I’ve made a lot of trips this year to out-of-the-way locations in the name of good food. I drove two hours along Sweden’s western coast just to eat oysters. I drug four members of my Baja sailing crew two miles up a dark road in Cabo San Lucas in search of authentic Mexican food. And last weekend my grandmother convinced us to go on a twisting drive up the side of a mountain for a barbecue sandwich.
I must admit, eating barbecue at an old stagecoach stop turned biker hangout sounded gimmicky. It was my grandmother’s idea, but she doesn’t eat red meat. Although she claimed my grandfather said it was the best tri-tip sandwich ever, he had no recollection of this. But when my grandmother calls the shots, you do as she says. So my parents, grandparents and I all packed into the car and drove from Buellton to Cold Spring Tavern to meet my second cousin and his wife, who were driving from L.A.
I did have some reassurance from the same friend who guessed I was eating at the Hitching Post several nights prior. He said he had eaten some of the best ‘cue of his life at this place. As we wound our way up the hill, my grandmother warned us that there’d be a walk. Cars lined both sides of the narrow road, some hugging the cliff, others precariously parked along the ravine. We passed them by, scoping the place out. There were about twenty motorcycles parked directly in front and a loose crowd, mostly men, in chaps and bandanas, stood chatting out front. From back in a gully between two mossy-roofed dilapidated wooden shacks, smoke issued as if from a dragon’s mouth. Back in the gully two men stood under a white tent. One took the orders and splayed the buns; the other grilled the meat and placed it with quick precision on the buns. This was the reason we had come.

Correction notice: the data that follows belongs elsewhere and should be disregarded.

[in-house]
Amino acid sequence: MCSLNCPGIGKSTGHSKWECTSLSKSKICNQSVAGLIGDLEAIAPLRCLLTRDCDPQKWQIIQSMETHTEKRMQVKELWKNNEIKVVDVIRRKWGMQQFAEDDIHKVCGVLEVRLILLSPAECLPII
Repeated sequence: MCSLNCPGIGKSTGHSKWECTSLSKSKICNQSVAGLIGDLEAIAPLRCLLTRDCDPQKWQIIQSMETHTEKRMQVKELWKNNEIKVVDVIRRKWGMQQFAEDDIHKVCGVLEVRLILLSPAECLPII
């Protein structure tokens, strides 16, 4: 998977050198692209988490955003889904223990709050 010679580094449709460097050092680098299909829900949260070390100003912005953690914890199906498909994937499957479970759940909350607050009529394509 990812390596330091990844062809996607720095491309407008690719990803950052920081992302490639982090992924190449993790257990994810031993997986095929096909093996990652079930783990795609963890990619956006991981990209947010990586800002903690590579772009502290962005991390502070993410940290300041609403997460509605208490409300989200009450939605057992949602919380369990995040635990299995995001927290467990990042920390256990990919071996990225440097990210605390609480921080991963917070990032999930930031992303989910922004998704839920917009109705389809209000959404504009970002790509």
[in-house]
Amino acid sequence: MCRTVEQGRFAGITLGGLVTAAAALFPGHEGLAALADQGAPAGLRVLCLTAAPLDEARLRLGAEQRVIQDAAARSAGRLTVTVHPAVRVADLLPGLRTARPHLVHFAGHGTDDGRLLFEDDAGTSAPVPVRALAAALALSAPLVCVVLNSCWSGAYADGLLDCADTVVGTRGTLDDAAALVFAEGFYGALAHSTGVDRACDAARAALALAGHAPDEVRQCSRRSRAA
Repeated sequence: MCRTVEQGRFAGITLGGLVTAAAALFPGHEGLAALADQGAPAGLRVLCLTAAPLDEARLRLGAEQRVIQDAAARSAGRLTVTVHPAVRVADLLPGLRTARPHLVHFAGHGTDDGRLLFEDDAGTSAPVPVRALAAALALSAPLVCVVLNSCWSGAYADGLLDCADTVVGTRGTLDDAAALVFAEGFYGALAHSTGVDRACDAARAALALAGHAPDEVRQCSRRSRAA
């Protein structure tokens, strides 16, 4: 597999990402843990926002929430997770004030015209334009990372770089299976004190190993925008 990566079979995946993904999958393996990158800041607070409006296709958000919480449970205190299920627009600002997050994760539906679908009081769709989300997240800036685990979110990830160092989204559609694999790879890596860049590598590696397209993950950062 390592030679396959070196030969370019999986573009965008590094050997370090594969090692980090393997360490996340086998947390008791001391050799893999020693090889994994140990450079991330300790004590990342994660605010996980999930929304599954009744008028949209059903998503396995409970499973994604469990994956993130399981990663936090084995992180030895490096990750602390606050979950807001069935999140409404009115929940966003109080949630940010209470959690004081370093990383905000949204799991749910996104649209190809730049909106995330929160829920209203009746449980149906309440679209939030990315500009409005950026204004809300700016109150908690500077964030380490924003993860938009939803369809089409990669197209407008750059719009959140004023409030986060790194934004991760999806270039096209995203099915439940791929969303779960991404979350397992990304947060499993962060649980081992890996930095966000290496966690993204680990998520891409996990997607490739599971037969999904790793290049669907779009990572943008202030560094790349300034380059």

Toasty inside Cold Springs
The tri-tip setup is only on weekends, and the main idea is to eat outside to the sound of live bands. But we were a large crowd, so we filed into the main restaurant and were seated in one of the dining rooms, warmed by a fireplace. We ate homemade beer-battered onion rings and drank thick stouts. If you’re ordering the tri-tip sandwich, which is the reason you’re here after all, you have to take a ticket from your server and go outside and get it yourself.
Outside at the sandwich tent is a condiment station with an addictive apple-mustard-horseradish sauce, an ultra-spicy salsa and a barbecue sauce for pimping out your sandwich. Almost all of us got one, and we all inhaled them. The meat was so tender, I barely needed to chew.
Contrary to online reviews our server was outstanding, sensitive to my mother’s asthma issues, patient with my grandmother, and attentive to all seven of us. Winding our way between the now-larger crowd of bikers as we left, I totally got it: a warm, satisfying sandwich and the feeling that you’ve been given shelter from the modern world for a few hours. Totally worth making a few-hours’ drive from L.A. on a weekend. All I need is some leather and a bike.